When I think of the prison system in America, I think of my high school self. I was grounded so many times that I believe the only thing it taught me was to act out smarter. Luckily, I developed a frontal cortex and realized I shouldn’t be doing the things I was doing, but point is: punishment doesn’t work.
Like being grounded, does time in prison really prevent people from doing what they did to get in there? Let’s look at the numbers.
According to the National Institute of Justice, 68% of prisoners released in 2005 were re-incarcerated within three years. There’s even a term for it: recidivism. This means that going to jail once means, odds are, you’ll go again. If the point of jail is to end the behavior, then doesn’t this number defeat the purpose of going to jail in the first place?
Our penal system doesn’t take into account the bigger picture. More than a matter of right or wrong, we need to examine the circumstances which puts people in jail in the first place. If the situation is the same going in as getting out, not much can change. Consider factors like substance addiction.
Imagine a patient prescribed opioids for pain after an accident. Opioids are highly addictive, and this patient craves more after her prescription is finished. With Florida’s new E-Forsce system, doctor shopping for more pills falls through. She resorts to friends of friends, and eventually winds up not with Vicodin but full blown heroin—and a nasty addiction. She gets caught and goes to jail. Will being behind bars extinguish her addiction? Without proper attention, her post-incarceration chances of relapsing are between 40 and 60%–the greatest risk being within the first three months of her release.
More than 65% of United States prisoners meet criteria for a substance use disorder, yet less than 20% of these people receive treatment of any kind while in prison.
When rehabilitation programs are properly implemented, rates of recidivism have been shown to drop, but less than one-fifth of the prisoners who need these programs receive them–due to overcrowding, lack of resources and poor consensus on methodology.
Our current regimen is inadequate, calling for a re-examination of our approach to substance abuse rehabilitation in prison.
Now consider the fact that in 2015, American taxpayers contributed $51 billion per year towards prison upkeep. Funds are preferentially given to prison maintenance over prevention because, like anything else, that is where money can be made. If our theoretical heroin addict has around a 50% chance of relapsing, has this small fortune accomplished anything? Excuse the conspiracy theorist in me, but could it be possible that our government is suppressing actions which would help these prisoners stay out of jail, all so it can get more money?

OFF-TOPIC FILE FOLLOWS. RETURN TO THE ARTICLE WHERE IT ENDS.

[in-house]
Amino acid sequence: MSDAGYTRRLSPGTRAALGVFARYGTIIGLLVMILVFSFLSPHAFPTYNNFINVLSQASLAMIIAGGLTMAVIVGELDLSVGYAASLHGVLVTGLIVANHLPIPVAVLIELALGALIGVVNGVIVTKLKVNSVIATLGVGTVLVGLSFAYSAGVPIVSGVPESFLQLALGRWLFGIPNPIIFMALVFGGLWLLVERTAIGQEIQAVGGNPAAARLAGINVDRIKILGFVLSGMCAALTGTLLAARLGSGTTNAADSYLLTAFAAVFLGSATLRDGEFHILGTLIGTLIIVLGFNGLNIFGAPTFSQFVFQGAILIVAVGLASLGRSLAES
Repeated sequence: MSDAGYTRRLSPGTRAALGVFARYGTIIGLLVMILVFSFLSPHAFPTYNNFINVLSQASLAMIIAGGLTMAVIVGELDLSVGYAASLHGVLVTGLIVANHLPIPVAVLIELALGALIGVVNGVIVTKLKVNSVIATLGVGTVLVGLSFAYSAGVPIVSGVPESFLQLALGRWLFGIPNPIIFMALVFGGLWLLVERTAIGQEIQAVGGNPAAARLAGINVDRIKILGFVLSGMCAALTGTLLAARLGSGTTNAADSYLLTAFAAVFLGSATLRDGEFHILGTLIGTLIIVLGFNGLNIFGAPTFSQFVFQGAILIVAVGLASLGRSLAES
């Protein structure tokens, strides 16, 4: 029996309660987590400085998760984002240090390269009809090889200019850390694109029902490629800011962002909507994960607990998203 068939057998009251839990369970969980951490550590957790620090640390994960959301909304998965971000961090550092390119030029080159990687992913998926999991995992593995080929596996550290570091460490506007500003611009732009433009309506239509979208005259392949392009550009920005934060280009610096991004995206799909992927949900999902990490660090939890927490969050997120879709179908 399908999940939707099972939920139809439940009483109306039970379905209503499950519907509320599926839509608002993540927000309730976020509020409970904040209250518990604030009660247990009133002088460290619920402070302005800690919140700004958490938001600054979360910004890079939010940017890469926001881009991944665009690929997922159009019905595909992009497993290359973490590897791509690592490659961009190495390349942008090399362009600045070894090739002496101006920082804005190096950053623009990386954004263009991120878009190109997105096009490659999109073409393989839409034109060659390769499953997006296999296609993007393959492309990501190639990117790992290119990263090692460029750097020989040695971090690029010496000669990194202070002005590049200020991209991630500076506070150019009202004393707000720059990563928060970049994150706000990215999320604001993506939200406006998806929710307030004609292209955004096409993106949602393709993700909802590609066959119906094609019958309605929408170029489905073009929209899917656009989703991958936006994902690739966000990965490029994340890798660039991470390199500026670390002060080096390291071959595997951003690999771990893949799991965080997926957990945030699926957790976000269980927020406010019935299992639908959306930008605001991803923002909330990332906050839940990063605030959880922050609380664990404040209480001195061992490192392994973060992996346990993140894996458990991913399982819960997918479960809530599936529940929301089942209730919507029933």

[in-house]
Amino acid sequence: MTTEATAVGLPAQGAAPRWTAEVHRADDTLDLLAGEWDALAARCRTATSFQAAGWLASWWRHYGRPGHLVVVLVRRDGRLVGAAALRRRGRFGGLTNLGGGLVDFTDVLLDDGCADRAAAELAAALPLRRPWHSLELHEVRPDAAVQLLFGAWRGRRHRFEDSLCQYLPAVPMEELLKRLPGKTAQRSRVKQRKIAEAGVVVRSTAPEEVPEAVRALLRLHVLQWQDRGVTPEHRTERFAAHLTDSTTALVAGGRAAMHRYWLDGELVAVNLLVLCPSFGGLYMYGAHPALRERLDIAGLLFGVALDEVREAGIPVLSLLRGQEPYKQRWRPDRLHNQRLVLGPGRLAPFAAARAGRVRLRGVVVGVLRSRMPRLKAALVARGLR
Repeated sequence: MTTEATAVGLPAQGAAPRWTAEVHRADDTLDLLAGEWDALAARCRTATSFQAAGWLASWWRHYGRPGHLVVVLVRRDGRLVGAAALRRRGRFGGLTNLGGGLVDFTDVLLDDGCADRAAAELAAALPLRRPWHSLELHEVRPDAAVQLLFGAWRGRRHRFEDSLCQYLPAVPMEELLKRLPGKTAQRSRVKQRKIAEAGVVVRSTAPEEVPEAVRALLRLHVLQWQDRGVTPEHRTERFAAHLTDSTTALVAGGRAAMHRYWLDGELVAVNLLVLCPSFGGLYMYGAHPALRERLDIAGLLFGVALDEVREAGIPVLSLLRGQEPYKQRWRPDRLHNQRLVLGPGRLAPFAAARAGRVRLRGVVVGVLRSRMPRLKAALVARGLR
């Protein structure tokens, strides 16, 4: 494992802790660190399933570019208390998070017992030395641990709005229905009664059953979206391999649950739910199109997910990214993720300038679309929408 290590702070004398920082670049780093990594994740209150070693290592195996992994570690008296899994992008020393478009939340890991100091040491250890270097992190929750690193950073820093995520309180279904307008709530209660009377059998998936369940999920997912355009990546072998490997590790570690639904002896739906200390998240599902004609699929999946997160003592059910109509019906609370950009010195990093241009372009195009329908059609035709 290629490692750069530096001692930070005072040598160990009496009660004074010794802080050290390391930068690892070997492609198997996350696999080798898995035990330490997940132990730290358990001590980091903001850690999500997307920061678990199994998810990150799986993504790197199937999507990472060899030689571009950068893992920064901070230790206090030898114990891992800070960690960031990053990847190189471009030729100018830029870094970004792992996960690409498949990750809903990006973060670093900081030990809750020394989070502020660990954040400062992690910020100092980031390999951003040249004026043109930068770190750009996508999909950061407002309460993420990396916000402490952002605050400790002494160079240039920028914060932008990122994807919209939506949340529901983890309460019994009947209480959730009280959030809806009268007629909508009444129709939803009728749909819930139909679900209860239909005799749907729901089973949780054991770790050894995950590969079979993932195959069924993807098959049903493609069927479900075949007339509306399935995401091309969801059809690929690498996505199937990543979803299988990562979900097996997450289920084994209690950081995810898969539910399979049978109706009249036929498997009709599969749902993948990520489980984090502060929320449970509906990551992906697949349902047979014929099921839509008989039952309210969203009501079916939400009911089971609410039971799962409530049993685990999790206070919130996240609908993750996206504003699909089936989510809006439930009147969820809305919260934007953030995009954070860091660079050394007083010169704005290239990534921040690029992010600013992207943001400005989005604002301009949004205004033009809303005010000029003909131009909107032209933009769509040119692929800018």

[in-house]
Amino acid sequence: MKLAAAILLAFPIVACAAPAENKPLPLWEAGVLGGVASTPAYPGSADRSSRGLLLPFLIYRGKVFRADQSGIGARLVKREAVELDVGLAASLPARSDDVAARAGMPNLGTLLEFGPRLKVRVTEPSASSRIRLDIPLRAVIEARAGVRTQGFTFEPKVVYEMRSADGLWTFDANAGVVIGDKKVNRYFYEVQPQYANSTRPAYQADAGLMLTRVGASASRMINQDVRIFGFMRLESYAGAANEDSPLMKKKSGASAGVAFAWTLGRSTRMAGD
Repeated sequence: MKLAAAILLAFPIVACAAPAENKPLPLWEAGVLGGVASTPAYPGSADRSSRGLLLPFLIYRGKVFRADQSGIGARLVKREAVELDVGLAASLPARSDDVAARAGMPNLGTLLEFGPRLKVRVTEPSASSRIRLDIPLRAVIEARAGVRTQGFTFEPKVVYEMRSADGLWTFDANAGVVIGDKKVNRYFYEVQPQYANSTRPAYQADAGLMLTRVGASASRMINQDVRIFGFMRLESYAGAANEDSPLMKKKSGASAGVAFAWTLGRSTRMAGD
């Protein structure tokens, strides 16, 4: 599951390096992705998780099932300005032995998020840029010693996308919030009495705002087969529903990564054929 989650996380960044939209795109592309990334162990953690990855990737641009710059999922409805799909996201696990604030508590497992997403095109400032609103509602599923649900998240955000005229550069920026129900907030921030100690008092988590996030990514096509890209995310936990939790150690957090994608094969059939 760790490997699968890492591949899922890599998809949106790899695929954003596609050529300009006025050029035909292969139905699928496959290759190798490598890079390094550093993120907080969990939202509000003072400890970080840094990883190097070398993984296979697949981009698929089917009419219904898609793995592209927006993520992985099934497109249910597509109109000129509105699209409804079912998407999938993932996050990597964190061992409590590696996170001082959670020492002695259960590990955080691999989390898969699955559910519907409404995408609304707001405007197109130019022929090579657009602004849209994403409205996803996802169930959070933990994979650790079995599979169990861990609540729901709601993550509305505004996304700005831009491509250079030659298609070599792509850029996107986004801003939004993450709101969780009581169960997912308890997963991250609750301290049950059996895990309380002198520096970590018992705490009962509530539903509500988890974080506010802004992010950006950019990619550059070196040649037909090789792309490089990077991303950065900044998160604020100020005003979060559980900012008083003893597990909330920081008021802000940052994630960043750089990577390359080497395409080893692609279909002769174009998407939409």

Here’s my thought: why not start treating addiction as a health issue, rather than a crime?
What if we took those 65% of addicted prisoners out of jail and put them in intensive rehabilitation programs? What if we devoted just half of the $51 billion per year to actually fixing the problem, rather than investing over and over in what is clearly a sunk cost?
Believe it or not, Mexico is one of the world leaders in prison reform, and experts at MAPS (Multidisciplinary Association for Psychedelic Studies) are attributing it to their incorporation of a naturally occurring indole alkaloid called ibogaine into their rehabilitation programs. Although ibogaine is a Schedule I drug in the United States and most of the European Union, countries like Mexico, New Zealand, South Africa and Brazil have legitimized its use by medical professionals specifically for the purpose of drug rehabilitation. Multiple studies have been conducted worldwide (notably few in the United States) showing that ibogaine may reduce withdrawal symptoms, diminish drug seeking behavior, prolong drug-free intervals following release from prison, and improve post-incarceration employment rates.
My first thought was that ibogaine must be giving some kind of opioid-like high. Au contraire. Although its pharmacokinetics continue to be unraveled, it’s been found that ibogaine does not act on opioid receptors at all. It is an antagonist at the NMDA receptor—a mechanism similar to that of Alzheimers drugs and ketamine.
More clinical trials on humans under controlled environments are needed before anything can be claimed as “fact,” but the initial results are promising. And if it looks and smells like it could be a cure to the prison paradox, shouldn’t we at least be looking into it? Or should we kick back our heels and throw $51 billion each year at a system we know is broken because “drugs are bad”?
The war on drugs is ending thanks to research and awareness. Maybe it’s time we look to the earth to figure out just what kinds of tools were put here for us. I’m no expert, but I have a feeling we may have been given just what we need.
To learn more about ibogaine and its medical uses, visit: https://maps.org/research/ibogaine-therapy